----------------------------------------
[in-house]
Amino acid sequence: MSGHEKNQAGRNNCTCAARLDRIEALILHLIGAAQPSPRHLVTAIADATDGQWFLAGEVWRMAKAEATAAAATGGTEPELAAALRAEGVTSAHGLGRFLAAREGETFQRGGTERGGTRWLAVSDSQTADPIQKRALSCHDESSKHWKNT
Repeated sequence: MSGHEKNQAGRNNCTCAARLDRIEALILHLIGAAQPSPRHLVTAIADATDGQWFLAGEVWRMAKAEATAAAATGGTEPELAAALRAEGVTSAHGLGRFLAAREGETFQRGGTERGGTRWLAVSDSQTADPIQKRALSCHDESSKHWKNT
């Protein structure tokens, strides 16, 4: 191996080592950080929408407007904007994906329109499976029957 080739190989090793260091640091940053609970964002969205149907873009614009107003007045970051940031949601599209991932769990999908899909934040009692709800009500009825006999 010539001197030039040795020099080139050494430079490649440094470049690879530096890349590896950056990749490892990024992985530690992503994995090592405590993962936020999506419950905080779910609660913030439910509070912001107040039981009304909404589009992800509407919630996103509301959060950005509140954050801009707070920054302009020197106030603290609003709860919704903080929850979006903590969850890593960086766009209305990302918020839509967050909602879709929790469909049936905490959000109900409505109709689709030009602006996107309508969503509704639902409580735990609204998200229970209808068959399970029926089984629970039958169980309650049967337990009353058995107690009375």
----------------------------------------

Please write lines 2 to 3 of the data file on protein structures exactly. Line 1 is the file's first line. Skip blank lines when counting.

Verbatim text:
Amino acid sequence: MSGHEKNQAGRNNCTCAARLDRIEALILHLIGAAQPSPRHLVTAIADATDGQWFLAGEVWRMAKAEATAAAATGGTEPELAAALRAEGVTSAHGLGRFLAAREGETFQRGGTERGGTRWLAVSDSQTADPIQKRALSCHDESSKHWKNT
Repeated sequence: MSGHEKNQAGRNNCTCAARLDRIEALILHLIGAAQPSPRHLVTAIADATDGQWFLAGEVWRMAKAEATAAAATGGTEPELAAALRAEGVTSAHGLGRFLAAREGETFQRGGTERGGTRWLAVSDSQTADPIQKRALSCHDESSKHWKNT